USS Cole

Somber, Unique Remembrance Honors Lives Lost During USS Cole Attack

Speakers remembered the names of the victims, including that of 22-year-old San Diegan, Lakiba Palmer

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Monday marks 20 years since the deadly terrorist attack on the Navy destroyer USS Cole. To commemorate the tragedy, a ceremony was held in Norfolk, Virginia, where USS Cole is stationed, and included a reading of all 17 sailors who lost their lives in the bombing.

It was a smaller crowd due to the pandemic, but still included a wreath-laying, 21 gun salutes, taps, the reading of names and a commemorative flyover.

Speakers remembered the victims, including 22-year-old Lakiba Palmer, who grew up in San Diego, as well as the sailors who jumped into action to tend to the injured and secure the ship.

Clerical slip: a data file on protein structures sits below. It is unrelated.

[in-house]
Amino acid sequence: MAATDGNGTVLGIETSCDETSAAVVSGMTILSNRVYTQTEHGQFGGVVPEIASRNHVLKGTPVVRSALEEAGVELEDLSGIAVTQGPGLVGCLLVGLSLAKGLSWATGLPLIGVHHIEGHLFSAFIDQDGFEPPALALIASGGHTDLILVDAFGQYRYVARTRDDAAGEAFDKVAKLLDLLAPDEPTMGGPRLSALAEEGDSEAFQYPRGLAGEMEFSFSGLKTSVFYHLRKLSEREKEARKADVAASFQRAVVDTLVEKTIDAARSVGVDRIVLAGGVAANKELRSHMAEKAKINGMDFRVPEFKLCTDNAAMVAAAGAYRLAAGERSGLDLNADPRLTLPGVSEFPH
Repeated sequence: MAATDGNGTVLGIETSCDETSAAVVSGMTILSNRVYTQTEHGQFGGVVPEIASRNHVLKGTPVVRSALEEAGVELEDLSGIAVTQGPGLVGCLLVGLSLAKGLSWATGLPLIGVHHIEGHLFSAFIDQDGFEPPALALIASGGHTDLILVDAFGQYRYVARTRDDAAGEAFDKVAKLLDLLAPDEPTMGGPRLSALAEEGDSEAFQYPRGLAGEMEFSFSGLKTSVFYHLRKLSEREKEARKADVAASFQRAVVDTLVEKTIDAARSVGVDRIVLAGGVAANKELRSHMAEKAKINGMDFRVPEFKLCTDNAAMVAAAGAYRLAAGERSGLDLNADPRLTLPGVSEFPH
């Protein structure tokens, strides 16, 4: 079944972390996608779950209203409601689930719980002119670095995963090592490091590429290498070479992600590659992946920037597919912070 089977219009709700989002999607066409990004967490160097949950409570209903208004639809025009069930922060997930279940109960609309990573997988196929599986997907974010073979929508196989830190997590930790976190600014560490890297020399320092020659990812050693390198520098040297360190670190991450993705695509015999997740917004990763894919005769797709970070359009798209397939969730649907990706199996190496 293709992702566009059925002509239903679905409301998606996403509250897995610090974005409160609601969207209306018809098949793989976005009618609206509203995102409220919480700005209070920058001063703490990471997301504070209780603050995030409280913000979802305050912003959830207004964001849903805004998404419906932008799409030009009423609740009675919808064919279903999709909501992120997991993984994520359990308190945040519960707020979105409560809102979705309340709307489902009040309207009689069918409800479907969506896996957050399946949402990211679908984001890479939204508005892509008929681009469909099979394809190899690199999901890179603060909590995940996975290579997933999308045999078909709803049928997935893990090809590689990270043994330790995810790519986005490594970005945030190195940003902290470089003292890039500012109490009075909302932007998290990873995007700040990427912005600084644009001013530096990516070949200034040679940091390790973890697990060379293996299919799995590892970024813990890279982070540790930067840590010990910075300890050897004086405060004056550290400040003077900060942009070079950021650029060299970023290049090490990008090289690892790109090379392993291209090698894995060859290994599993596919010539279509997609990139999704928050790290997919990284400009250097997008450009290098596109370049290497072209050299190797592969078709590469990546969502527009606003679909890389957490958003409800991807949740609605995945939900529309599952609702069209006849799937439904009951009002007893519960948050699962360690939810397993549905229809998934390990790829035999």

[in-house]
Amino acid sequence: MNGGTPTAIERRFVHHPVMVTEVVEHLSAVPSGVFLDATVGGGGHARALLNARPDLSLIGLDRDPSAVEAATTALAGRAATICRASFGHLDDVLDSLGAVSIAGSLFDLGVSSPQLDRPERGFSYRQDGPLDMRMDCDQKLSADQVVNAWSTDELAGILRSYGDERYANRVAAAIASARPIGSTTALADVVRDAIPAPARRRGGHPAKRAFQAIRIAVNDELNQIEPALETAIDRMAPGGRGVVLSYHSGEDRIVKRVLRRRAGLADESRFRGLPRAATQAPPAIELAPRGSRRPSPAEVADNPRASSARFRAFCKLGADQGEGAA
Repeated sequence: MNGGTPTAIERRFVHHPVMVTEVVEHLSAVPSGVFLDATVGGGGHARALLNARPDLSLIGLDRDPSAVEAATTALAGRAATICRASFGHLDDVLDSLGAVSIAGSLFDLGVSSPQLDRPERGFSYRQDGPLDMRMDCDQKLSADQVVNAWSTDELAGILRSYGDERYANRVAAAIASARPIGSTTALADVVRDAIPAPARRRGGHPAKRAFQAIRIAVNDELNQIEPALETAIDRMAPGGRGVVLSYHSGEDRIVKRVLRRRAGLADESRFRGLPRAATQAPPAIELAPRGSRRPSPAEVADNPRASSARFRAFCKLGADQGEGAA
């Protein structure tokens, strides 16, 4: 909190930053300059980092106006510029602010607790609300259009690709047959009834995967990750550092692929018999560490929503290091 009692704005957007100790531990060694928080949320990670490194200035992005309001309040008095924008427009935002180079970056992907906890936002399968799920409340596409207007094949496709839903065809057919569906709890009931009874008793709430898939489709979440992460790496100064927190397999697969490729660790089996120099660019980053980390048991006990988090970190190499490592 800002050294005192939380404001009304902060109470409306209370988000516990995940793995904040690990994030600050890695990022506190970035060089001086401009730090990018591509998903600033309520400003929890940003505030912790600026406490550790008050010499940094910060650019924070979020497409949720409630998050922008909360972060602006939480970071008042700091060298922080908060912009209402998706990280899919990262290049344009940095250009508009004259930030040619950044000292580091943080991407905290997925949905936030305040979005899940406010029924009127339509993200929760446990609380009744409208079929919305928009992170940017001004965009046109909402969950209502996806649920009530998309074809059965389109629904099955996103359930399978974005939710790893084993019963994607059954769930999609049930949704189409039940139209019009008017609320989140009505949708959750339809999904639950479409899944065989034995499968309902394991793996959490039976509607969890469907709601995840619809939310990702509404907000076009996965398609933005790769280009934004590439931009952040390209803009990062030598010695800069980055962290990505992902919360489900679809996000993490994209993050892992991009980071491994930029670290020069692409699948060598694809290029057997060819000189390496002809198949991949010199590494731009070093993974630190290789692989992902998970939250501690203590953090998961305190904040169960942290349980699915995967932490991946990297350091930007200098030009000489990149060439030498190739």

"Our Cole sailors rose to the occasion, upheld our finest traditions by rescuing their shipmates, fighting to save their ship under extremely arduous conditions, and in doing so, personified our navy and American fighting spirit," said Adm. Christopher Grady, Commander of U.S. Fleet Forces Command.

The suicide bombing tied to al Qaeda took place on Oct. 12, 2000.

Monday will mark 20 years since the terrorist attack on the Navy destroyer USS Cole. NBC7's military reporter Bridget Naso has more from a sailor who survived the attack.

Terrorists on a small boat were able to get close enough to the guided-missile destroyer as it docked in the harbor of Yemen and detonated explosives, tearing a huge hole in the ship's side.

Twenty years later, the bombing remains a key moment in American history which foreshadowed the Sept. 11 attacks.

The U.S. Navy has implemented a number of changes and new safety precautions to keep ships safe as a result of what happened in Yemen 20 years ago.

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